Laptops have never seemed to deliver all they should for journalists. In theory, a laptop allows any journalist to write copy, produce and edit audio and video, and send it to the office from almost anywhere. In reality, this has rarely proved to be the case.
The spread of wireless internet and mobile broadband has started to fix communications problems, but most shortcomings have stayed the same – laptops are too heavy, expensive and fragile to be everyday kit for many journalists. When battery life on most models is, at most, around three hours, no laptop can get through a day without power. Models coming on to the market are starting to signal a major shift, however. Following the publicity generated by the One Laptop Per Child scheme, which aims to deliver basic, bright-green machines to third-world schools for under $100, a new breed of small, light and cheap ultra-portable computers (UMPCs) is surfacing.
The first of these to generate real attention is the Asus Eee PC. Though not nearly as powerful as high-end machines, it packs a webcam, microphone, wireless internet, and full office and internet functionality in a unit about the size and weight of a hardback book. Better still, it’s cheap: Units start at around £220.
The Eee is one of the first laptops that’s good to grab-and-go – small enough to fit in a normal bag or satchel, and not heavy enough to be a noticeable burden. It’s also unusually sturdy. Most laptops need to be treated with care because of their fragile hard disks. The Eee comes with flash memory – fast, solid-state storage that is not sensitive to vibration or knocks. The downside is that these drives are much smaller, with current models having no more than 8GB, which is not nearly enough to store anyone’s music or video libraries.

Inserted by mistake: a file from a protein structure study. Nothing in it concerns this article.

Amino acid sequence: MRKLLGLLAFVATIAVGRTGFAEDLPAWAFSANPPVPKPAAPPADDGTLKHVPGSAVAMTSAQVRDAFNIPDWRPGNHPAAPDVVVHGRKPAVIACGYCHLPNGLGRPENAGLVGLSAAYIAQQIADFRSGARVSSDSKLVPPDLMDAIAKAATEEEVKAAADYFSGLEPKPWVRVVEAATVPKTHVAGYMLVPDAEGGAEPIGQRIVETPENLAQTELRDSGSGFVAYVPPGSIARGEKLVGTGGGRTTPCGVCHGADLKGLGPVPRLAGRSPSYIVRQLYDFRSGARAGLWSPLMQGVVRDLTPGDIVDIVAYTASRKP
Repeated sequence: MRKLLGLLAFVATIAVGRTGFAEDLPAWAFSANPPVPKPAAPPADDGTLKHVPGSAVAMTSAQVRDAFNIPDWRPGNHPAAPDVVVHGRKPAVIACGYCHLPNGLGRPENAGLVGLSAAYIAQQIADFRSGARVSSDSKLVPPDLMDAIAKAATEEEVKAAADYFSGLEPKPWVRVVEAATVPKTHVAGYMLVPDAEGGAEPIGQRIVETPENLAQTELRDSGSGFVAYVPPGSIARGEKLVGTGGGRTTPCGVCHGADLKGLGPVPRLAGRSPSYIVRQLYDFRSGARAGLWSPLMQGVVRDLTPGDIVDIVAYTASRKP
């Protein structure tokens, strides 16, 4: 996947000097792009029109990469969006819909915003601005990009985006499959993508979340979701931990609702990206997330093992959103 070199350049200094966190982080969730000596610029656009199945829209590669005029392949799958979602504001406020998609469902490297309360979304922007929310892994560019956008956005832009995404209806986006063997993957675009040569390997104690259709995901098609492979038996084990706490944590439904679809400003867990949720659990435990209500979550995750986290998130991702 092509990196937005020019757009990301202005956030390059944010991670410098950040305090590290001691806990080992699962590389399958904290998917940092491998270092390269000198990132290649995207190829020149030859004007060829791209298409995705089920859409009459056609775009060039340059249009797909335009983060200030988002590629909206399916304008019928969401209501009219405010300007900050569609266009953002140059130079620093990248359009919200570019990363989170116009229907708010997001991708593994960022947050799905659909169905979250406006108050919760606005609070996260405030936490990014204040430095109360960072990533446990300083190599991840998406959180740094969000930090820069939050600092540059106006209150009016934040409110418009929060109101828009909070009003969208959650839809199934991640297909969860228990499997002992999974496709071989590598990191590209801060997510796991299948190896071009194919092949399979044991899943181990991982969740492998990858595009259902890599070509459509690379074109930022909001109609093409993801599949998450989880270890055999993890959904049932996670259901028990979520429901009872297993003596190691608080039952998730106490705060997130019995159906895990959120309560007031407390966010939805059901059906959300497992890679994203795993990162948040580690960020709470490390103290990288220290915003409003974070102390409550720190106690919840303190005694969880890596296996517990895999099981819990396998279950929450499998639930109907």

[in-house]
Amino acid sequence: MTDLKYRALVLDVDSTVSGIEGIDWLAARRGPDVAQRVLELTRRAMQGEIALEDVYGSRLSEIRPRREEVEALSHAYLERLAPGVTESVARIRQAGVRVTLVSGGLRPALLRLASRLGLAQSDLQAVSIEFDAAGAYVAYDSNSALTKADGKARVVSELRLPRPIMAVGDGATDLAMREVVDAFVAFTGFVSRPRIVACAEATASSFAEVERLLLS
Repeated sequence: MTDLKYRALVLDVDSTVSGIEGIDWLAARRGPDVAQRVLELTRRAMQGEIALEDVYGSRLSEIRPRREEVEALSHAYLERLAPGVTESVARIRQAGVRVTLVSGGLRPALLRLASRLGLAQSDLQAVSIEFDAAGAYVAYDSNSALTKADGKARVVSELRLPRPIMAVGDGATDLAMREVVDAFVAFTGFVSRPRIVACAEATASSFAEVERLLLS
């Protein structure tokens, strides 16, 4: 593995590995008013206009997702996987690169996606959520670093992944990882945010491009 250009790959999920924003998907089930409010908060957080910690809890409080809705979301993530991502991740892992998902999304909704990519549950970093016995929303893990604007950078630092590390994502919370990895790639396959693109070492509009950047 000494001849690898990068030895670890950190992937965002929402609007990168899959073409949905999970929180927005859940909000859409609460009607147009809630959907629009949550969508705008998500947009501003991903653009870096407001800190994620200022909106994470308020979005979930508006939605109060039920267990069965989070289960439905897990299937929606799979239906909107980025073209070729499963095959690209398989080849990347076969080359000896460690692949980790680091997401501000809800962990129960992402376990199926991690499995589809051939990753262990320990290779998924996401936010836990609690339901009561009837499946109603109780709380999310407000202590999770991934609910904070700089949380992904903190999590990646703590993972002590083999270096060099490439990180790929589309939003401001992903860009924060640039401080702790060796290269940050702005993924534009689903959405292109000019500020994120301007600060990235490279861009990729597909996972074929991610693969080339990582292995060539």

A laptop like the Eee can be treated as a tool, rather than a piece of expensive technology to be coveted and handled with care. Operations running on a tight budget – and that’s most newsrooms – may not have the resources to equip all reporters with a laptop, especially if it may only be used for blogging, or on occasions when copy is needed rapidly from the scene of an event.
Allowing each reporter to have their own UMPC would give them a new degree of flexibility. Staff who maintain blogs can use travelling time to upload content more frequently and rapidly. The camera and microphone allow reporters to attach basic multimedia content to their copy. The ability to file from out of the office might allow more time to report from the scene.
Such low cost units obviously have some failings. The small chassis of the Eee PC means that the keyboard is far smaller than a typical laptop’s keyboard – and it takes a good deal of getting used to. An external adapter is needed to connect to mobile (3G) broadband, which means that out of the box the Eee relies on nearby wireless networks.
To save on cost, the Eee ships with a customised version of the open-source operating system, Linux, rather than Windows. While Asus has been careful to make the computer easy to use, and include almost every application a typical user will need, many will miss the familiar Windows interface.
Many of these issues will be fixed as UMPCs become more popular. Within a few years, cheap, powerful, always-online units will be the norm. When that happens, the notepad and pen could finally be put out to pasture.